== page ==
Great Freedom (2021)

SEBASTIAN MEISE

Bil’s rating (out of 5): BBBB.5

Original Title: Große Freiheit

/, 2021. , , , , , , , , , , , . Screenplay by , Sebastian Meise. Cinematography by . Produced by , , . Music by , . Production Design by . Costume Design by , . Film Editing by .

Footage taken in secret in a men’s public latrine reveals Hans Hoffmann () to have been a frequenter of the place, meeting men there for sex on numerous occasions. The footage is being played at the beginning of this riveting drama for a judge in a courtroom, who then sentences Hans to months in prison for illegal homosexual activity. It’s 1968 and we realize quickly that this isn’t the man’s first rodeo, the ease and quiet with which he goes through processing in prison details the regularity with which he finds himself in this same situation.

When his defense of a fellow younger inmate gets Hans thrown in solitary, we are taken back to 1945, when Hans is liberated from the concentration camps, having been sent there under Paragraph 175 (the Germany law’s criminal code for homosexuality) before being transferred straight to state prison at the end of the war under the same criminal code. He is placed in a cell with an accused murderer named Victor Bix (), who doesn’t take well to being bunked with a “pervert”, but the vulnerability of the ragged, half-starved man eventually melts his intolerance and the two strike up a rough friendship that carries them through the years.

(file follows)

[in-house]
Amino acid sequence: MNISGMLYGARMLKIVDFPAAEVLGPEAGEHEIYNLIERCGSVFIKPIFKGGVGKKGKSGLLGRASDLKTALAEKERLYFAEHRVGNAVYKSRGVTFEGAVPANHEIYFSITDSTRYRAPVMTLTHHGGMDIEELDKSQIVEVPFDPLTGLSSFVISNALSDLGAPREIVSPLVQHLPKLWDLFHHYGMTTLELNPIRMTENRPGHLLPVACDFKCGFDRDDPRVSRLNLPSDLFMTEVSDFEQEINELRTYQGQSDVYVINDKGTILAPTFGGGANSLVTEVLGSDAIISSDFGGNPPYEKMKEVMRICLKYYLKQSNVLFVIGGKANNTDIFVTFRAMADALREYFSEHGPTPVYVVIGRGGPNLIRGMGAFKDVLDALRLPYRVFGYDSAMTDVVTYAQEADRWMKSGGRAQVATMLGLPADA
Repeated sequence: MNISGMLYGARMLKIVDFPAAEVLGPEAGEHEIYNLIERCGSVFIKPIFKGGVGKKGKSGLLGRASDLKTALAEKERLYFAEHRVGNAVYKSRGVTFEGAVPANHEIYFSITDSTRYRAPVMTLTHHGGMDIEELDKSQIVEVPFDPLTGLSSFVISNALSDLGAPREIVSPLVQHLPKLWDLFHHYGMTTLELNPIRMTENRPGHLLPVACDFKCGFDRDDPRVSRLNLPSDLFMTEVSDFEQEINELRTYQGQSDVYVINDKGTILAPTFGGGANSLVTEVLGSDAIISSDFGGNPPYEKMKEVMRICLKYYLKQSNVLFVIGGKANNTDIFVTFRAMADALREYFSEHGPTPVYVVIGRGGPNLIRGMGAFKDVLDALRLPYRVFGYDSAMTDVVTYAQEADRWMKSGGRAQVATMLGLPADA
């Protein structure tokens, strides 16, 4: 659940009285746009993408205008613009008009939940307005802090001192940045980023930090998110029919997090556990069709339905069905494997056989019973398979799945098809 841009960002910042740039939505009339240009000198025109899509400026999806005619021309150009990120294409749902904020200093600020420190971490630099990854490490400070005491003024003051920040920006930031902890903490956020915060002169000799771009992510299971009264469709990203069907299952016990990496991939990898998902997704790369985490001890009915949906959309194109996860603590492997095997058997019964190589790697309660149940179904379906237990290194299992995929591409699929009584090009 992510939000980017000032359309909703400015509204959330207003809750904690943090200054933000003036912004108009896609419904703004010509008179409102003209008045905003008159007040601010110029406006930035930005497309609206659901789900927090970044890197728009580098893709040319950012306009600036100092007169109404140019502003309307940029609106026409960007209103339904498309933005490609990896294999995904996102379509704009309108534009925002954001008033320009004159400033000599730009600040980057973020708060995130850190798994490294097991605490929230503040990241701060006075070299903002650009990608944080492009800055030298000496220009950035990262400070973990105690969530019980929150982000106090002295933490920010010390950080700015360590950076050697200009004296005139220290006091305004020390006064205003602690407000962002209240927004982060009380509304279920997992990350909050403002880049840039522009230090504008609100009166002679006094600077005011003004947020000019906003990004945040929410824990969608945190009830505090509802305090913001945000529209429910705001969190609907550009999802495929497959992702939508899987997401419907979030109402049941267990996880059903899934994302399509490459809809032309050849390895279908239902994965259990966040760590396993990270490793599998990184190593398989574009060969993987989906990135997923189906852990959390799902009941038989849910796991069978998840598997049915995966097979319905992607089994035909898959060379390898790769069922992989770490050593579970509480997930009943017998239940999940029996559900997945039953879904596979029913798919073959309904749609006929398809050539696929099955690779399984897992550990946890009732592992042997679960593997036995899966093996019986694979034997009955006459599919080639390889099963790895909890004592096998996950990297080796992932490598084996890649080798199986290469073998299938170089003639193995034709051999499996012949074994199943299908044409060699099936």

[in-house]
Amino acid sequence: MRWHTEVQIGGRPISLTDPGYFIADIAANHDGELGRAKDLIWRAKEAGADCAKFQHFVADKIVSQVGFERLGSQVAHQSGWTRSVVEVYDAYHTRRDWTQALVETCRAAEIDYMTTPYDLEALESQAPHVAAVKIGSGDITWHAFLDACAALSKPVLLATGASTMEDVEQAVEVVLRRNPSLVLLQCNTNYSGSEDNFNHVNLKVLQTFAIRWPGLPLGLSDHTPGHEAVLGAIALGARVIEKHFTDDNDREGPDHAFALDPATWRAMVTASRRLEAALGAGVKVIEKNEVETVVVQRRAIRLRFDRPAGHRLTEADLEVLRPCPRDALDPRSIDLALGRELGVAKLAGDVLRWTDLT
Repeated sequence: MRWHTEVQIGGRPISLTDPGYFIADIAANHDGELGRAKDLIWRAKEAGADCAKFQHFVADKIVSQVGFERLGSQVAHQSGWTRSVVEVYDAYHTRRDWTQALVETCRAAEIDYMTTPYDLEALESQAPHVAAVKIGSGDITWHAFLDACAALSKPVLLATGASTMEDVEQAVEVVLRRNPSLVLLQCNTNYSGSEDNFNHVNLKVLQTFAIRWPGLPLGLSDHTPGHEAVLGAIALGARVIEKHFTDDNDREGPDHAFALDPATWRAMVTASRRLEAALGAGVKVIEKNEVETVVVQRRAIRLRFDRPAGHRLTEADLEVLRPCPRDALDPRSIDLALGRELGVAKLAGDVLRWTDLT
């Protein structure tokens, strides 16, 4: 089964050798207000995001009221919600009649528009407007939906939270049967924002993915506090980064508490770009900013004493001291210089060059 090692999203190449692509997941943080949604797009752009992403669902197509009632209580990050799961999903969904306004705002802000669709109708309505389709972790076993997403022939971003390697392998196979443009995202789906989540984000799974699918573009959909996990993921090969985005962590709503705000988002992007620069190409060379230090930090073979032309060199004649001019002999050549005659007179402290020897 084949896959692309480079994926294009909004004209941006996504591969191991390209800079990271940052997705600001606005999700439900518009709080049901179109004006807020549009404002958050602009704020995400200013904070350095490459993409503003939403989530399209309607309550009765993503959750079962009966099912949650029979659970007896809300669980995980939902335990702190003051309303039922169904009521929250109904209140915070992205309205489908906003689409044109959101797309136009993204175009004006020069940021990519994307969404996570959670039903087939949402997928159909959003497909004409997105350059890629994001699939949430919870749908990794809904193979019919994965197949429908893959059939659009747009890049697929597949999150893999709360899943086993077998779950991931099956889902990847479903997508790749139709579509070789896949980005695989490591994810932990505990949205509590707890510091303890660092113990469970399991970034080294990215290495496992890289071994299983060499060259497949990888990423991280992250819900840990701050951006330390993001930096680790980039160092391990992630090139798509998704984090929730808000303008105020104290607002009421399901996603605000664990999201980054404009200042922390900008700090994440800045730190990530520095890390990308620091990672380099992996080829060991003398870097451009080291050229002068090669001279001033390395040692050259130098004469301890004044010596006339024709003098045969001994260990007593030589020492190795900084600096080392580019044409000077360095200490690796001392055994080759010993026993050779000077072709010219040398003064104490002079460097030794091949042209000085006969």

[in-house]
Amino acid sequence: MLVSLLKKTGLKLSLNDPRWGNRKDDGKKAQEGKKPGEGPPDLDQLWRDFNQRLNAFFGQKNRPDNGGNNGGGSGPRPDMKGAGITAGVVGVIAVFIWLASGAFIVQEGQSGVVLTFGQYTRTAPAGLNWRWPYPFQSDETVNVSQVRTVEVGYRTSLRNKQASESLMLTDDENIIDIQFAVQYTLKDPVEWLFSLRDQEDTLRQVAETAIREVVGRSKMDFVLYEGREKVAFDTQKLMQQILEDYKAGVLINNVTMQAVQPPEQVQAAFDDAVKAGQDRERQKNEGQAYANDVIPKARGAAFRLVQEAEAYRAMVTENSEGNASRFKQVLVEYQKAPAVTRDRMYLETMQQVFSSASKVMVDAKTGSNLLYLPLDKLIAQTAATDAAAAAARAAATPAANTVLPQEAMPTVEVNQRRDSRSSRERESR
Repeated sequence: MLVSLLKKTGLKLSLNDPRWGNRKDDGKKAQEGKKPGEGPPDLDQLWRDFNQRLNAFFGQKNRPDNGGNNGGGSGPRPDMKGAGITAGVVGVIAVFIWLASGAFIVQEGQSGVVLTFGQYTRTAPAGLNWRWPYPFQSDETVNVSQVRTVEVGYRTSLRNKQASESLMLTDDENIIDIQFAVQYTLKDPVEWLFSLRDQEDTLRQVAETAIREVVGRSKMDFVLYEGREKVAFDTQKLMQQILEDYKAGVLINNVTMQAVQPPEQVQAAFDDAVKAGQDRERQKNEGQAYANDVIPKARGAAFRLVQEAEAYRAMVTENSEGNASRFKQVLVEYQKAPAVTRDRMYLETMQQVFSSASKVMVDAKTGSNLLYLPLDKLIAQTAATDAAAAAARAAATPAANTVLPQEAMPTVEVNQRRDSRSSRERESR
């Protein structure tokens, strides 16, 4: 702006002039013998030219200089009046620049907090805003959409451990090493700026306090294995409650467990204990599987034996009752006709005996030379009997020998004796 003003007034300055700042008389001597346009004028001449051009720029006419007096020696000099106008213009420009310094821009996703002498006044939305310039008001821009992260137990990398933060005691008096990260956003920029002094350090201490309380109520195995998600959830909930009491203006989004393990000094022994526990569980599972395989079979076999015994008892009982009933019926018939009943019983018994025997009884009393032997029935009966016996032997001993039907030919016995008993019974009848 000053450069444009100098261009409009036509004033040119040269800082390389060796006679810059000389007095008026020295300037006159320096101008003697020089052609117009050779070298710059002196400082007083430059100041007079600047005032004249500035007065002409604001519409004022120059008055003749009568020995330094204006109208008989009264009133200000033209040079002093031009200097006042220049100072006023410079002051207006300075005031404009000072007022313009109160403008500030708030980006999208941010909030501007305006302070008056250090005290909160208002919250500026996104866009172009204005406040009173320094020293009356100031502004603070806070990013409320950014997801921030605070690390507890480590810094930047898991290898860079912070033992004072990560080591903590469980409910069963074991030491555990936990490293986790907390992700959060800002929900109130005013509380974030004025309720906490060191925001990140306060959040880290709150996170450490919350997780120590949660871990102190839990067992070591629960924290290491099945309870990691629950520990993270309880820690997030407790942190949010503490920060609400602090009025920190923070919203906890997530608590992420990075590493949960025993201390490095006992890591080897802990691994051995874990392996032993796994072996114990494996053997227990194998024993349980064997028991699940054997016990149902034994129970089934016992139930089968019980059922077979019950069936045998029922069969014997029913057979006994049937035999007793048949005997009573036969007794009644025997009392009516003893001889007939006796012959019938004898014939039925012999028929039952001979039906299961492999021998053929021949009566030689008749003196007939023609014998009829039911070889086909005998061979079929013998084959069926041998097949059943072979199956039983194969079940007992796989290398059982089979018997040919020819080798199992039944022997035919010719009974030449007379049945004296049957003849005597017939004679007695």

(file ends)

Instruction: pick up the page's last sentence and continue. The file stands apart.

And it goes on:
In the interlude between these two periods, we catch up with Hans in the late fifties, when he is sent to prison after having been discovered living with a partner, Oskar (), who is also incarcerated but doesn’t have Hans’ instinct for sticking true to his desires despite its making him an outlaw.

When the world changes in the late sixties and Germany joins other countries dissolving the legal prohibition against specific sexual acts, the future beckons to our silent but soulful hero, but what place does he have relating to men like himself when the parameters around which he has learned to define himself have been completely removed? That’s the question that caps off the brilliant ending of this very powerful and turgid drama that laughs in the face of anyone who thinks that positive representation of sexual minorities needs to be pure and heroic. Sure, love is love, but sex is life, and Hans loves it and isn’t a less self-respecting person for it, in fact there’s a plucky bravery to the fact that he’s ready to get it on with the men he feels a connection with even if he knows how likely it is that he will get thrown in the klink.

Lest you think the whole movie is about reckless rebellion, however, the central relationship that breaks him in two is actually the nerve centre of the entire piece, a lesson in harsh reality that leaves Hans with no illusions about where he fits in to a society that wishes he didn’t exist. It’s a magnificent and moving film, and often very sexy (sometimes a bit too sexy, in many ways prison seems like a nice way to meet guys), and has a full-bodied, earthy and powerful performance by Rogowski in the lead. Sacrificial but never self-pitying, he performs the character’s pulsating yearning for a physical connection as a constant throbbing beneath his skin, his large eyes telegraphing naked, vulnerable emotions and shrewd confidence at the same time.

European Film Awards: Best European Cinematographer; Best European Composer
Nominations: Best European Actor (Franz Rogowski)

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